One of the interesting things we found interviewing Big Data experts is how they define Big Data.
Most articles and studies define Big Data as:
a collection of datasets so large and complex that it becomes difficult to process using traditional database management tools or data processing applications.
Most definitions also discuss the 3 Vs - volume, variability and velocity - and how the Internet, mobile computing and smart objects are leading to vast increases in all three.
When we asked experts to define Big Data, they consistently gave us some form of this definition. But in the discussions that followed, their usage of Big Data indicated a different definition.
The experts consistently talked about Big Data as any use of the data and analytics that was bigger than normal for their firm or clients.
In multiple cases the experts even talked about using Excel to analyze their Big Data datasets. Obviously datasets that can be analyzed using Excel are not too big for traditional IT tools.
Also, the experts' usage of Big Data made it clear they include data analysis when they use the term. For example, we heard things like "we use Big Data to target customers better" and "Big Data has really improved our supply chain".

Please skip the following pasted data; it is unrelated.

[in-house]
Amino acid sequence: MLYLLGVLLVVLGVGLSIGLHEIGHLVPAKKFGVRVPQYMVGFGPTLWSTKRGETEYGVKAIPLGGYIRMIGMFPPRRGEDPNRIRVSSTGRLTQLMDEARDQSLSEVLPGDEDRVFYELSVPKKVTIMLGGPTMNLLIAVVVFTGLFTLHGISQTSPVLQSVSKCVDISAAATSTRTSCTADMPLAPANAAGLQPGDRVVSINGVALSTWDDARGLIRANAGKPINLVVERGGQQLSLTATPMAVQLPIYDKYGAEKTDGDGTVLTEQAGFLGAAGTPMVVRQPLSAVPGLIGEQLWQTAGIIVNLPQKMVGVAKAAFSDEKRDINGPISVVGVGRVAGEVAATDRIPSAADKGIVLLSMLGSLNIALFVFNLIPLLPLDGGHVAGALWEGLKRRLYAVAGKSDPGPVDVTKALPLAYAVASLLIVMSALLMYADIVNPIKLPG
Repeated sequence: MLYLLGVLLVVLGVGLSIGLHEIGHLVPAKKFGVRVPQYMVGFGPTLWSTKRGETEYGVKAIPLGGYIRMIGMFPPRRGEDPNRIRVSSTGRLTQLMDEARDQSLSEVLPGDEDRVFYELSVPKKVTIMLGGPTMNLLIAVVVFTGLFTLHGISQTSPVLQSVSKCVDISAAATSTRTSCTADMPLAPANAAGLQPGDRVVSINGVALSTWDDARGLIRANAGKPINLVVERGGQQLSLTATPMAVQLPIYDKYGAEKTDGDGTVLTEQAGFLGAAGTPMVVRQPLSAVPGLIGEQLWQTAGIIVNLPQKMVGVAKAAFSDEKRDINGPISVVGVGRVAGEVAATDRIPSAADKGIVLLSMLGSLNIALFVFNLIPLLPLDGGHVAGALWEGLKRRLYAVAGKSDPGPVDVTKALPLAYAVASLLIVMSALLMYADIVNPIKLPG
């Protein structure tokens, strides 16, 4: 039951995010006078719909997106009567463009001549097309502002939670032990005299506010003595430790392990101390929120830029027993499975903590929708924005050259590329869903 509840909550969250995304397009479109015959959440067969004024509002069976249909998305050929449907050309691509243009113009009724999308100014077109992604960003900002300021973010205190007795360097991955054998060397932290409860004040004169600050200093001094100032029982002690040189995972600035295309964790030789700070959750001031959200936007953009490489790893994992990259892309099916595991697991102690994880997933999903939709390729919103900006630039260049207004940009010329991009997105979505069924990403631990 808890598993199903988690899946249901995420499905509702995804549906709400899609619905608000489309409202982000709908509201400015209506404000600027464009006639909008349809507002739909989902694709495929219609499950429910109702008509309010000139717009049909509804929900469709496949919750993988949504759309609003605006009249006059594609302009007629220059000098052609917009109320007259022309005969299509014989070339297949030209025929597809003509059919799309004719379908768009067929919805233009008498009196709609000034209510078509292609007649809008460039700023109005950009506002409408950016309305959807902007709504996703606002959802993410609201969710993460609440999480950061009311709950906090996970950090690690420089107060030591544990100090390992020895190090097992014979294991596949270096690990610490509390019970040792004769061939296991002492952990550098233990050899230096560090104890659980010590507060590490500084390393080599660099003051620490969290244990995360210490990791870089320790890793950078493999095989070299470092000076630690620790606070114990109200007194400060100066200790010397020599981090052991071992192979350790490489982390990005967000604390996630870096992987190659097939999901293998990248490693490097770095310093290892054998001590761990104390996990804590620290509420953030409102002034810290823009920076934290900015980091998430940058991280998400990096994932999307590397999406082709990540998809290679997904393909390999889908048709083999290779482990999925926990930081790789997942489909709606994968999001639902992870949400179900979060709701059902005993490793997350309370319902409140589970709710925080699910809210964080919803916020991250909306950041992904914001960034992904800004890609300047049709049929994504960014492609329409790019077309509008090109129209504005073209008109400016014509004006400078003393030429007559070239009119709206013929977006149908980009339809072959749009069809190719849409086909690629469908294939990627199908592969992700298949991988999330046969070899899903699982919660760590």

This usage makes perfectly good sense. The "Big" in Big Data is situational - what's big to one firm or person may be very small to another. And obviously data is not of much value unless it's analyzed and turned into useful insights.
Because of these interviews we're thinking differently about Big Data. We now define it as:
Any use of data and analytics that leads to actionable information where the volume, variety and/or velocity of the analyzed data is greater than normal for the firm/user.
We think this works for businesses of all sizes and better fits the way the term is being used. We also think it better reflects the importance of turning data into information.
For more on Big Data and what it means for small businesses, see the Intuit 2020 report The New Data Democracy.